• It is funny how we teachers are so easily intimidated hey? The blogs I have learnt the most though, are from other teachers who are opening up their classrooms and sharing their practices. I know what you mean, seeing amazing bloggers out there made me feel I had nothing to add to conversation. I think as teachers are our own worst critics and also used to working in isolation so being transparent is a new experience. I think that is a great point though, and will address the “intimidation factor” (as you say small group might offer more support). Thanks for sharing and commenting!

  3. Carolyn,
    I have asked myself the same questions and also am the only blogger in a staff of 35. I suspect that some of the same reasons that create reluctant teachers (resisting tech and 2.0 changes) are the same ones that explain why they do not blog or even read other teachers’ blogs. I think it has to be very, very easy (read = not intimidating), forgiving when they make a mistake (tall order given that it is a public forum) and have an obvious ROI (return on their investment of time and energy). If teachers see how blogging immediately relates to their work, they might step up. Otherwise, it is just one more thing to do on an ever growing list. I really like your game plan and will be looking forward to seeing what the results are.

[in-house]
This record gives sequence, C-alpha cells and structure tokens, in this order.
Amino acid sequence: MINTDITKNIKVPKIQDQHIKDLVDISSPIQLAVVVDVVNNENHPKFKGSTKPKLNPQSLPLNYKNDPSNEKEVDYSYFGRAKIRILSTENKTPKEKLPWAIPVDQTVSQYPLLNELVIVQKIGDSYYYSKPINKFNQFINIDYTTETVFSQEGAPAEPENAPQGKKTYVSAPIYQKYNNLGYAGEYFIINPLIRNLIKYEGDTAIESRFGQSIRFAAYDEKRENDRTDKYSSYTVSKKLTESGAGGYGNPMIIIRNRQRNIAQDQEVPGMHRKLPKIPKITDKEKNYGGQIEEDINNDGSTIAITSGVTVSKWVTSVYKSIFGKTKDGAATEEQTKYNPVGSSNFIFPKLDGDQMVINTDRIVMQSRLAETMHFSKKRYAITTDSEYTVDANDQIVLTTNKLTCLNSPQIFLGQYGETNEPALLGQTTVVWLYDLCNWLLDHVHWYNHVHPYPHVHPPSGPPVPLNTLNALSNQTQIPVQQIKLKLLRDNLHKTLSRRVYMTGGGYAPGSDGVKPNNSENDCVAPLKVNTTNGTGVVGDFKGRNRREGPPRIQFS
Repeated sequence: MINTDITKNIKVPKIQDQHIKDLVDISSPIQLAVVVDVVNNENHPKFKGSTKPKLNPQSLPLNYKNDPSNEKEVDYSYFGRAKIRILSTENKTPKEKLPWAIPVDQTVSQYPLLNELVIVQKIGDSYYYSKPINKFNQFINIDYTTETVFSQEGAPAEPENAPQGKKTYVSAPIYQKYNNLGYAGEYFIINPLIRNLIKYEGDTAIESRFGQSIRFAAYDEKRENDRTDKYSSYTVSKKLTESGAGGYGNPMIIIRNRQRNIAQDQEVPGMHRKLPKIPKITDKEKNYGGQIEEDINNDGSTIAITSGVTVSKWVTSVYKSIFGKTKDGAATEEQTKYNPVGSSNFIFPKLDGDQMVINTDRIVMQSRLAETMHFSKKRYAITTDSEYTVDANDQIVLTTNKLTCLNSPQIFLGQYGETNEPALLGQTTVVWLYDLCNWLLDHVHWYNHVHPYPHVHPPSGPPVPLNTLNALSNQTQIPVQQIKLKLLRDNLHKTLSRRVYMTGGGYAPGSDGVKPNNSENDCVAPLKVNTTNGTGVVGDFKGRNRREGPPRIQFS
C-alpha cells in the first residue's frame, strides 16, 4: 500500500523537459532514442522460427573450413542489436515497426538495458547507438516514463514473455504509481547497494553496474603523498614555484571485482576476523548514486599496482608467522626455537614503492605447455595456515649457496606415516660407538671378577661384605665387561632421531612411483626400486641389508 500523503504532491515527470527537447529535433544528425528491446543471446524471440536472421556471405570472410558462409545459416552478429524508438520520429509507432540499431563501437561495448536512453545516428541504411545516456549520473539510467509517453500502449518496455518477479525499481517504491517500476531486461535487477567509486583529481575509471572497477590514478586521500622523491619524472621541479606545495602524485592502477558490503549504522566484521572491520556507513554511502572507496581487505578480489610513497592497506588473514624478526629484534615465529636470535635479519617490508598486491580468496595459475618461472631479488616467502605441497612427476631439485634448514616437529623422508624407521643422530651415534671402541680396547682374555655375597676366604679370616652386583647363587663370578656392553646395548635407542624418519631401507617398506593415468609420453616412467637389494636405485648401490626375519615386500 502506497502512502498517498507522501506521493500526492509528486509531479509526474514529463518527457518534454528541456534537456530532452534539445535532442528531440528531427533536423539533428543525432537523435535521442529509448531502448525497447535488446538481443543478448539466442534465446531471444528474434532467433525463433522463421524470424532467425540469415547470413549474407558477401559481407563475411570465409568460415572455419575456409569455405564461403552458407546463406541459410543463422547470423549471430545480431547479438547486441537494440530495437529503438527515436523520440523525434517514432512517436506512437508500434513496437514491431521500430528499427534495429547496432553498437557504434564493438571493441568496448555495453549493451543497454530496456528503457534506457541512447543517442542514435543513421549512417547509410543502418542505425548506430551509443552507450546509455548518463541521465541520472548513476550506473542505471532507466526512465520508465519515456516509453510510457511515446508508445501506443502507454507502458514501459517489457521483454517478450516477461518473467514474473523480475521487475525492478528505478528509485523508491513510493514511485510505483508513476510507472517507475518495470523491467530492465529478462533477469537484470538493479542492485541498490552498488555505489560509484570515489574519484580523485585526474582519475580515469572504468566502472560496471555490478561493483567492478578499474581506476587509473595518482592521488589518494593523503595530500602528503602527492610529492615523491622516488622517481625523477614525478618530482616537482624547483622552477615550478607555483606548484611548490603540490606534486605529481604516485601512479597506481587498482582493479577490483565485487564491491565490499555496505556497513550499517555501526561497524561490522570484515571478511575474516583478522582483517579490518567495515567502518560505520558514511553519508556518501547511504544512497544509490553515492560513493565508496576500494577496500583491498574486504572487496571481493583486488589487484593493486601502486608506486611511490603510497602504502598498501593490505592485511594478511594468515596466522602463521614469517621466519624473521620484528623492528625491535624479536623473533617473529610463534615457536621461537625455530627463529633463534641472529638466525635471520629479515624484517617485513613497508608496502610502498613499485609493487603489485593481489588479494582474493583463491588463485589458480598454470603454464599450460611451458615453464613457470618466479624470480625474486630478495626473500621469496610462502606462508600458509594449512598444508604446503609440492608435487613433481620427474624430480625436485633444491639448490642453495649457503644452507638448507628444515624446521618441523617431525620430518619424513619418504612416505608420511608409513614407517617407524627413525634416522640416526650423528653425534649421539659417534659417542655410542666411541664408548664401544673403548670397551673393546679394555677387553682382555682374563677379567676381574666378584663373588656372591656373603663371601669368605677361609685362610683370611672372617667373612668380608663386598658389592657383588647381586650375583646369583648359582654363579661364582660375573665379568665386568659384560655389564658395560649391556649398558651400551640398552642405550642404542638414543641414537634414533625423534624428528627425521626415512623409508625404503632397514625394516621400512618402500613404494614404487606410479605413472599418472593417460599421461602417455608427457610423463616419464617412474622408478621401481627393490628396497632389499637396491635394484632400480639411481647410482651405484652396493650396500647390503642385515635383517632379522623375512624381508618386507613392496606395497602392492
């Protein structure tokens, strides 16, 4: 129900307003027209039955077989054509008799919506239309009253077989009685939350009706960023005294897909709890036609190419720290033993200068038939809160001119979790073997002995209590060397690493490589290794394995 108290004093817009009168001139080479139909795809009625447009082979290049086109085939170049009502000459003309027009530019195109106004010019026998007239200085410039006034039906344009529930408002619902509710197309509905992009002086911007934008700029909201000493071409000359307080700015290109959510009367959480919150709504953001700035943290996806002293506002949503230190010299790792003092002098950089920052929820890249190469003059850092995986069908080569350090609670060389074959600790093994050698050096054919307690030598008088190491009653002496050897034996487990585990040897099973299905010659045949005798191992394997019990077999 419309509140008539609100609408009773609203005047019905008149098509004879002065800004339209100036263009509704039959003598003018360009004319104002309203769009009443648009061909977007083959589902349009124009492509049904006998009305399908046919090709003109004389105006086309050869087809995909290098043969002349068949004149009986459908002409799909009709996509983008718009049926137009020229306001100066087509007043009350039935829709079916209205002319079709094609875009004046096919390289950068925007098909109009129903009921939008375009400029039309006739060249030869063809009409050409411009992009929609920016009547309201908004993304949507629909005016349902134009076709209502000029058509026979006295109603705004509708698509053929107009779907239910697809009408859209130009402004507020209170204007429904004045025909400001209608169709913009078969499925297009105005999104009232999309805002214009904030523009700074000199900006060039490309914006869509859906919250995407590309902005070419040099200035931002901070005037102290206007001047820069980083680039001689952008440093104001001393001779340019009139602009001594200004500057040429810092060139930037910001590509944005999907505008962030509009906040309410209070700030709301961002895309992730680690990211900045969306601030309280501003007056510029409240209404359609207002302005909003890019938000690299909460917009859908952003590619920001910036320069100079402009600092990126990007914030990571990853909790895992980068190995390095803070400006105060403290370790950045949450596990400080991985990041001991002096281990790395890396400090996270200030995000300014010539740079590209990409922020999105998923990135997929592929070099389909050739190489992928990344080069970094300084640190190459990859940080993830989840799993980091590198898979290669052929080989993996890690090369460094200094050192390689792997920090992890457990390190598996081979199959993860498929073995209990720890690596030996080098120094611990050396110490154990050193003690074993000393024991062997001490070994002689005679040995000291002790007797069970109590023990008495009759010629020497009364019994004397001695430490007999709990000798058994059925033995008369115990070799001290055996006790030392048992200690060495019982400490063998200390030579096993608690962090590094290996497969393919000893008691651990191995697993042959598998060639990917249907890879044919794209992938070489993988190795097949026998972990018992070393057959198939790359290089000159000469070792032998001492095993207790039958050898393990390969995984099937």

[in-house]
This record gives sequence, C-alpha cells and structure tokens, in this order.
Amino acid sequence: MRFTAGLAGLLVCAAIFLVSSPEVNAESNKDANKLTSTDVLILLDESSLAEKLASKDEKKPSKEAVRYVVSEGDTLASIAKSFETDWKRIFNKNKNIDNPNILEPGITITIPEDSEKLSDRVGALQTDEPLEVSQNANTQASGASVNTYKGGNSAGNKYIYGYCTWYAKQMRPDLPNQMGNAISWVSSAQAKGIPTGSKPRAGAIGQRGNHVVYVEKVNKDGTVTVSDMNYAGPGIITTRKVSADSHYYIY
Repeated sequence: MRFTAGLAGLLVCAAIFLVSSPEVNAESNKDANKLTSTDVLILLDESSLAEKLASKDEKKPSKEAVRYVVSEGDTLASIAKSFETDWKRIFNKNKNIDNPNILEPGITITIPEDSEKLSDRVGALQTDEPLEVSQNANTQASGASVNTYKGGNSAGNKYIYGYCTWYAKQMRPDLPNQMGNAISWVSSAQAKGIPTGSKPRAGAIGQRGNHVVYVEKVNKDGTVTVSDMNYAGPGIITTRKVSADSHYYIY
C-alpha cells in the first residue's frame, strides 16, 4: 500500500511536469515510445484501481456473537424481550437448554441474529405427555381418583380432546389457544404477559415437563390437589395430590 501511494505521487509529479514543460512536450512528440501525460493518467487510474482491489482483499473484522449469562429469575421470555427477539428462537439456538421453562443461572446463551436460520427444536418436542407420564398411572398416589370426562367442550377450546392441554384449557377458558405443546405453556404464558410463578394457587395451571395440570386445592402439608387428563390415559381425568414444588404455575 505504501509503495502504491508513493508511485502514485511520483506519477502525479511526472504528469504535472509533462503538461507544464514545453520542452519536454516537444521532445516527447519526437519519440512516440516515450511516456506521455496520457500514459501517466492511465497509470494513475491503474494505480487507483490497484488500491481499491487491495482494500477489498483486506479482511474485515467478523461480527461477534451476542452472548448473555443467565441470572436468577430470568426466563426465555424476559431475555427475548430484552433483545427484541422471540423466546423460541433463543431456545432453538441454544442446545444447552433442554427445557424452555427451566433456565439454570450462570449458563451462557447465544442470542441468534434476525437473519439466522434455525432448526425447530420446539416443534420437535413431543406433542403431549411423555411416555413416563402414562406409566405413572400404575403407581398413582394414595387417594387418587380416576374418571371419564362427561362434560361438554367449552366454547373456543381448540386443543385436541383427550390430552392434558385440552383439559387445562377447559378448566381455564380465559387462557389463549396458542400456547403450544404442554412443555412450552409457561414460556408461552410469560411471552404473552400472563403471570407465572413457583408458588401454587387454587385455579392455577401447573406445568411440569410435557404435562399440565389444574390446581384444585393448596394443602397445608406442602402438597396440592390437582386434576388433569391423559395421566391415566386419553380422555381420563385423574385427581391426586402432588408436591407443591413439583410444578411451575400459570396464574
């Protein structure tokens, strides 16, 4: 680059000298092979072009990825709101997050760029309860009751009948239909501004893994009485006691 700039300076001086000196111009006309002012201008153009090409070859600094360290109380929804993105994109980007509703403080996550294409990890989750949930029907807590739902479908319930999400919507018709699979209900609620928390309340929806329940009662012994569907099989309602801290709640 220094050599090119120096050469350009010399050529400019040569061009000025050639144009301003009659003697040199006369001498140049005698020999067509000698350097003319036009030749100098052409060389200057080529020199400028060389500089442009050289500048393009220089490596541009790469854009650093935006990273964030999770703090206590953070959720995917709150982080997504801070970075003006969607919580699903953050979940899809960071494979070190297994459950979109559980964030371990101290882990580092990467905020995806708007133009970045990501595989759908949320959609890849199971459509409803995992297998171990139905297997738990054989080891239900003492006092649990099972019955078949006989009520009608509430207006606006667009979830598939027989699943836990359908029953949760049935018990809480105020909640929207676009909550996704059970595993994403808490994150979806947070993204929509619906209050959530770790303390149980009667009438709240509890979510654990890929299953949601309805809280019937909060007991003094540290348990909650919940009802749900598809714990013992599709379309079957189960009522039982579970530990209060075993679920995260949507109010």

• Thanks Daryl for your insightful comments. I hear you on the hurdles, it is really a mind shift though that we teachers need to have; seeing ourselves as learners again and connecting back to our own learning. Then feeling the excitement and vitality return (high ROI) and reflection is no longer a chore on a list, but part of the daily practice that keeps one balanced and sane.